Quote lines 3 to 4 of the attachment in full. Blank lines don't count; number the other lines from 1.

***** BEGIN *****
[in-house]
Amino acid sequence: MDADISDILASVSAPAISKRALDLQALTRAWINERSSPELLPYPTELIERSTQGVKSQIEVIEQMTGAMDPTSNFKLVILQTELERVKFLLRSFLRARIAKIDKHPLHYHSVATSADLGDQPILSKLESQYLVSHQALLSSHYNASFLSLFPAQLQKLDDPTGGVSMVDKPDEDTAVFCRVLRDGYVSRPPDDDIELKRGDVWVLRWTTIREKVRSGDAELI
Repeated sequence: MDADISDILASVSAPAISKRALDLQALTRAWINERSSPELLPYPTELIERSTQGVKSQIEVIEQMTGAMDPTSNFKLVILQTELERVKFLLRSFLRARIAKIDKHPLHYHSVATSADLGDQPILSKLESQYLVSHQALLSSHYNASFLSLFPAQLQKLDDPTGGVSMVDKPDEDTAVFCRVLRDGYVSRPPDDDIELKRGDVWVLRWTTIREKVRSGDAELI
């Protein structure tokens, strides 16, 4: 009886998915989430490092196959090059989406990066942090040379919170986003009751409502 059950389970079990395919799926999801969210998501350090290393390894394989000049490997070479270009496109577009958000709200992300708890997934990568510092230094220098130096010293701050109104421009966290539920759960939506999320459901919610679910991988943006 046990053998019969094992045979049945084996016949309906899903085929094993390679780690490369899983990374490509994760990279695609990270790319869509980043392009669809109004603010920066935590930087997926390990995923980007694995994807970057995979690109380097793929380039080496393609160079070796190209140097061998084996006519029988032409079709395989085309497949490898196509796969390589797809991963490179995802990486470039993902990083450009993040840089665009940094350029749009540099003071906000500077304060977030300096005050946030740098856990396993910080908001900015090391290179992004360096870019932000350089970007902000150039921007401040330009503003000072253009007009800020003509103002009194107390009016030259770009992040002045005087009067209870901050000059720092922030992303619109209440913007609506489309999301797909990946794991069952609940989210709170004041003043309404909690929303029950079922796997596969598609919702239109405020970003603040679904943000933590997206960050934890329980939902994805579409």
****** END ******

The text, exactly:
Repeated sequence: MDADISDILASVSAPAISKRALDLQALTRAWINERSSPELLPYPTELIERSTQGVKSQIEVIEQMTGAMDPTSNFKLVILQTELERVKFLLRSFLRARIAKIDKHPLHYHSVATSADLGDQPILSKLESQYLVSHQALLSSHYNASFLSLFPAQLQKLDDPTGGVSMVDKPDEDTAVFCRVLRDGYVSRPPDDDIELKRGDVWVLRWTTIREKVRSGDAELI
């Protein structure tokens, strides 16, 4: 009886998915989430490092196959090059989406990066942090040379919170986003009751409502 059950389970079990395919799926999801969210998501350090290393390894394989000049490997070479270009496109577009958000709200992300708890997934990568510092230094220098130096010293701050109104421009966290539920759960939506999320459901919610679910991988943006 046990053998019969094992045979049945084996016949309906899903085929094993390679780690490369899983990374490509994760990279695609990270790319869509980043392009669809109004603010920066935590930087997926390990995923980007694995994807970057995979690109380097793929380039080496393609160079070796190209140097061998084996006519029988032409079709395989085309497949490898196509796969390589797809991963490179995802990486470039993902990083450009993040840089665009940094350029749009540099003071906000500077304060977030300096005050946030740098856990396993910080908001900015090391290179992004360096870019932000350089970007902000150039921007401040330009503003000072253009007009800020003509103002009194107390009016030259770009992040002045005087009067209870901050000059720092922030992303619109209440913007609506489309999301797909990946794991069952609940989210709170004041003043309404909690929303029950079922796997596969598609919702239109405020970003603040679904943000933590997206960050934890329980939902994805579409």